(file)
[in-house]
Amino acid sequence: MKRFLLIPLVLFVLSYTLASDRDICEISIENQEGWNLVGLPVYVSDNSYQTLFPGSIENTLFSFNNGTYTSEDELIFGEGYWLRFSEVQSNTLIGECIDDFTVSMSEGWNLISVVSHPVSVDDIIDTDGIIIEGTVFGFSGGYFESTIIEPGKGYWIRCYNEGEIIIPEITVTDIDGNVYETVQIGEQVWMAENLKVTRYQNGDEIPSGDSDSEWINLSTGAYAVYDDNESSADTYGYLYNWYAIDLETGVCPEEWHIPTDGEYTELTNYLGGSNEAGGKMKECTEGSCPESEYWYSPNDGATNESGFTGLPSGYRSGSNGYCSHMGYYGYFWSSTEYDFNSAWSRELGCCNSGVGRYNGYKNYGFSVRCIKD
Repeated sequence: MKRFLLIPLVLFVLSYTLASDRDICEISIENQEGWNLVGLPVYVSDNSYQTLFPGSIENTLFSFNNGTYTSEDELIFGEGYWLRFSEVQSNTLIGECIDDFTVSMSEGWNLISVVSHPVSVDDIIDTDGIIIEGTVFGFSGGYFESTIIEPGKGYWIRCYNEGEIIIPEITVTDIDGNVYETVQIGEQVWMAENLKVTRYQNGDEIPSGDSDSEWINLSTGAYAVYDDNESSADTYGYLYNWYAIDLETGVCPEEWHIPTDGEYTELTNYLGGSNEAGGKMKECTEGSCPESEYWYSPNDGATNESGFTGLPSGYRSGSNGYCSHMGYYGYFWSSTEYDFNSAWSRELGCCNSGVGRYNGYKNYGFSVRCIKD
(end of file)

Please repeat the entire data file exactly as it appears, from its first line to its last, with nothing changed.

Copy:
[in-house]
Amino acid sequence: MKRFLLIPLVLFVLSYTLASDRDICEISIENQEGWNLVGLPVYVSDNSYQTLFPGSIENTLFSFNNGTYTSEDELIFGEGYWLRFSEVQSNTLIGECIDDFTVSMSEGWNLISVVSHPVSVDDIIDTDGIIIEGTVFGFSGGYFESTIIEPGKGYWIRCYNEGEIIIPEITVTDIDGNVYETVQIGEQVWMAENLKVTRYQNGDEIPSGDSDSEWINLSTGAYAVYDDNESSADTYGYLYNWYAIDLETGVCPEEWHIPTDGEYTELTNYLGGSNEAGGKMKECTEGSCPESEYWYSPNDGATNESGFTGLPSGYRSGSNGYCSHMGYYGYFWSSTEYDFNSAWSRELGCCNSGVGRYNGYKNYGFSVRCIKD
Repeated sequence: MKRFLLIPLVLFVLSYTLASDRDICEISIENQEGWNLVGLPVYVSDNSYQTLFPGSIENTLFSFNNGTYTSEDELIFGEGYWLRFSEVQSNTLIGECIDDFTVSMSEGWNLISVVSHPVSVDDIIDTDGIIIEGTVFGFSGGYFESTIIEPGKGYWIRCYNEGEIIIPEITVTDIDGNVYETVQIGEQVWMAENLKVTRYQNGDEIPSGDSDSEWINLSTGAYAVYDDNESSADTYGYLYNWYAIDLETGVCPEEWHIPTDGEYTELTNYLGGSNEAGGKMKECTEGSCPESEYWYSPNDGATNESGFTGLPSGYRSGSNGYCSHMGYYGYFWSSTEYDFNSAWSRELGCCNSGVGRYNGYKNYGFSVRCIKD